Dec 06, 2007
You wouldn't know it from the nearly identical packaging or from the website that it shares with the PS2 and DS versions, but the Wii version of Godzilla: Unleashed is a notably different game. Sure, you're still playing the part of a giant monster stamping around various cities and mashing other monsters in the face with buildings, but there are several things here you won't find in the other versions. This results in a better game, although it's still rife with problems.
The PS2 version's big handicap was chuggy, jerky graphics - not a problem with the Wii version, which moves as gracefully as a ballet dancer 99% of the time. However, the Wii Remote and Nunchuk controls - you can't use a GameCube or classic controller - will trip you up constantly. B, A, and B+A trigger basic attacks, but you can choose fancier abuses by swooshing the Wii Remote in any of the four main directions before pressing the buttons, but it doesn't work as well as it sounds. Even after you get the timing down so that you actually do the move you wanted instead of the default, "no swish" version, it's just not responsive.
Add to that the facts that aiming your breath/beam weapon is a pain and it's far too easy to accidentally jump when you meant to grab - not to mention the fact that it's too easy for other monsters to run right around a grab - and it just gets worse. And just as in the PS2 version, the camera is unable to decide whether it wants to be over your shoulder like a shooter, off to the side as in a fighting game, or just riding a blimp so high up that a skyscraper-sized monster looks like a small child.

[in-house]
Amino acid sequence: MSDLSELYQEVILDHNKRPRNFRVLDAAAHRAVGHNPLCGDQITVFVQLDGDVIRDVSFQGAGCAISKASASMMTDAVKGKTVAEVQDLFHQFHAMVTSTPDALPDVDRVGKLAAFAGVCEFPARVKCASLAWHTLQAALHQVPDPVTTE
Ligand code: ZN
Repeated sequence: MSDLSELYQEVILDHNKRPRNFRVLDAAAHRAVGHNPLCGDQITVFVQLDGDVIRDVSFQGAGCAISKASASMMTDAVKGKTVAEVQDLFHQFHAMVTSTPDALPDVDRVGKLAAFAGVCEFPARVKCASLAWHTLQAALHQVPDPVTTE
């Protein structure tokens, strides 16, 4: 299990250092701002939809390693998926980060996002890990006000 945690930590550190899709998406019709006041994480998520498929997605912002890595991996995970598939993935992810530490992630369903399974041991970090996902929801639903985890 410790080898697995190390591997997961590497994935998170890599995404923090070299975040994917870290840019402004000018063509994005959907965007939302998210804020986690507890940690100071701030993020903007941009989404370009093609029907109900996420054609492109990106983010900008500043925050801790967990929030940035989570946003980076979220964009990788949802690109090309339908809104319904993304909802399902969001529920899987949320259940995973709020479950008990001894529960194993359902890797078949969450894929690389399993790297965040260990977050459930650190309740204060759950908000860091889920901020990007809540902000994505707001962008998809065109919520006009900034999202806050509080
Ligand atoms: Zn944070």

The roster is larger, with 24 monsters lining up to stomp the cities of the world into rubble - though that number is debatable because there are multiple versions of some monsters. They're a bit hit and miss. Battra is basically a goth-y reskinning of Mothra (though, to be honest, that's faithful to the source material). And the two developer-created monsters, giant lava gremlin Obsidius and crystal-powered porcupine Krystalak don't fit in very well. However, Biollante's presence is welcome, as are old-school faves Varan, Titanosaurus and King Caesar (sic). Unfortunately, only a handful of daikaiju are available at the start of story mode, so you have to beat story mode about 15 times to get everybody unlocked. You can see them all at http://www.atari.com/godzilla/ in the meantime.
There are also some significant changes beyond the controls and characters. You can/have to manually recharge your breath weapon's energy when you stand still, you can charge like a bull now, and although the aliens-and-crystals invasion story is just as lame, the missions are a bit more elaborate. For example, you're more likely to have multiple objectives, like destroying an alien mothership in addition to (or possibly instead of) beating another 30-story horror unconscious. Certain levels are different too - most notably London, which is floating.